Millennium Post

JAC a welcome change but there is room for judicial improvement

Change is inevitable, governments change, trends change, one system makes way for another, and it could be for the better or worse. Nevertheless, change is constant and if it is in a positive direction it should be welcomed. Very soon the collegium system of appointing judges could be replaced with a judicial appointments commission (JAC), which would take up the mantle of appointing and transferring judges. The objective behind the move is to bring transparency in the system as opposed to the present opaque system of judges appointing judges and judges judging them.

What the framers of the Constitution had envisaged? Even the framers of the Constitution never envisaged a system like the one in practice. The judge’s cases have interpreted the word consultation under Articles 124 and 217 to mean concurrence and therefore, it has become necessary to restore the balance which the Constitution makers had envisaged. It would be pertinent here to revisit the constituent assembly debates where B R Ambedkar spoke on the issue of concurrence with the chief justice regarding appointment of judges to the higher judiciary. He said, ‘With regard to the question of the concurrence of the chief justice, it seems to me that those who advocate that proposition seem to rely implicitly both on the impartiality of the chief justice and the soundness of his judgment. I personally feel no doubt that the chief justice is a very eminent person. But after all the chief justice is a man with all the feelings, all the sentiments and all the prejudices which we as common people have; and I think, to allow the chief justice practically a veto upon the appointment of judges is really to transfer the authority to the chief justice which we are not prepared to vest in the president or the government of the day. I therefore, think that is also a dangerous proposition.’

The founding fathers had the foresight to see the dangers that a system with unequal participation in the selection of judges could pose to the institution and to the nation at large in the post-independence era.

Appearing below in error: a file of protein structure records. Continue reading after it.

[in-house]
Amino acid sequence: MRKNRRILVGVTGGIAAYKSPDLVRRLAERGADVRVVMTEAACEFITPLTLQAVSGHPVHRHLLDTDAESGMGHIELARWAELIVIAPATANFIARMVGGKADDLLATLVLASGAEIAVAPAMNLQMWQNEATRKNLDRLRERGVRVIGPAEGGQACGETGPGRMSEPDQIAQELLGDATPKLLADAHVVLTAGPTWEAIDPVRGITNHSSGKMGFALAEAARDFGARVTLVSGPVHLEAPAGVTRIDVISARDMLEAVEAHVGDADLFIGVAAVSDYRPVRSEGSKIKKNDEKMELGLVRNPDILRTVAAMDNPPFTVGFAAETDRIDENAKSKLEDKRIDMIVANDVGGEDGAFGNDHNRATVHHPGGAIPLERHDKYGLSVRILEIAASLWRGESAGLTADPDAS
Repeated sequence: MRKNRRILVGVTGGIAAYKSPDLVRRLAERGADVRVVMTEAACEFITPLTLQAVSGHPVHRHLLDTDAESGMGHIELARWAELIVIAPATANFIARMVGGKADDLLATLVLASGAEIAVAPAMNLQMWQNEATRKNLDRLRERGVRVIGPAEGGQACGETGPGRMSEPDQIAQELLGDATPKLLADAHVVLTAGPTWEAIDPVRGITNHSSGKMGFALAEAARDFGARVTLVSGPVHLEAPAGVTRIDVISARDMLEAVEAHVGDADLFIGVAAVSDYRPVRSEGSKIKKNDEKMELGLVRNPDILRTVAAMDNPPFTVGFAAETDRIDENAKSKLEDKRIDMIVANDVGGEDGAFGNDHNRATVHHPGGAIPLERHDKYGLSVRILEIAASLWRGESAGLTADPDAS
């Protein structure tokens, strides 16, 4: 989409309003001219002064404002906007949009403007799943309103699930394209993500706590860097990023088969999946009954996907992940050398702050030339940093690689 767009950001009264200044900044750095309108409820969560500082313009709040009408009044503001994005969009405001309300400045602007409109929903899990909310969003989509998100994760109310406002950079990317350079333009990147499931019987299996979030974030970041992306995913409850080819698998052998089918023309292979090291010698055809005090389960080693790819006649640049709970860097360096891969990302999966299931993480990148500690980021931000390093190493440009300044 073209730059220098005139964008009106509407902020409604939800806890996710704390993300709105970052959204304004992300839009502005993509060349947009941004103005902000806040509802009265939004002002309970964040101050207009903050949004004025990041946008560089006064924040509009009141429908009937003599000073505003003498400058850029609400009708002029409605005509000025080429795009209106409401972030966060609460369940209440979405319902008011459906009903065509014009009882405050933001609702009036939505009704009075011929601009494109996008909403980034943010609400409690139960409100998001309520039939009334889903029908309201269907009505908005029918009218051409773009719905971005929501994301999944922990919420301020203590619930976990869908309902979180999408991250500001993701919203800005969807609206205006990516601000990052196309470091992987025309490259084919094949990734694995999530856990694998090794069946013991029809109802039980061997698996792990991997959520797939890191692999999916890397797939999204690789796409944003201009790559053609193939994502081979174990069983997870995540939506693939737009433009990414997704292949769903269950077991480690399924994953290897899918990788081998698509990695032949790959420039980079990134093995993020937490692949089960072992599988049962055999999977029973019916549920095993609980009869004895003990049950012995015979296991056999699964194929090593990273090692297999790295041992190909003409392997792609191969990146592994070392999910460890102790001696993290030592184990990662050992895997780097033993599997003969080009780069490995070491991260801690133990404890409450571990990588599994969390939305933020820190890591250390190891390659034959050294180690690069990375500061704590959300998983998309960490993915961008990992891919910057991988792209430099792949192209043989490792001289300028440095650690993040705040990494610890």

Therefore the expression ‘consultation’ was used to ensure that no single authority could wield absolute power. In the early post-independence years, judicial appointments were made according to plan [Fali S. Nariman, Before Memory Fades: An Autobiography, New Delhi: Hay House, 2010]. Therefore it was considered appropriate to seek the opinions of the CJI and the chief justice of the relevant high court.

There was a visible change in the appointment procedure in the 1970s, the decade that witnessed sharp conflicts between the political class and the judiciary [Zia Mody, Ten Judgments That Changed India, New Delhi: Penguin, 2013].

In 1982, the union law minister issued a circular to the Punjab governor and chief ministers of all states except the north-eastern ones stating that one third of judges in every court must come from outside. The intention was to promote national integration. This caused uproar in the country and the constitutional validity of such a move was questioned, and this is how the First Judges case became a part of history. In the First Judges case [S P Gupta v. Union of India 1981 Supp(1) SCC87], the court said that the executive is the final authority on the appointment of judges.

By the time the Second Judges case [Supreme Court Advocates-on Record Association v. Union of India (1993) 4SCC441] came before the supreme court, the judiciary wanted to nurse the self-inflicted wound and thus retained complete control over the appointment of judges to the higher judiciary.

The supreme court said that consultation with the CJI would mean a binding consultation on the government. The court held that the word consultation had to be interpreted in the constitutional context which aims at maintaining the independence of the judiciary.

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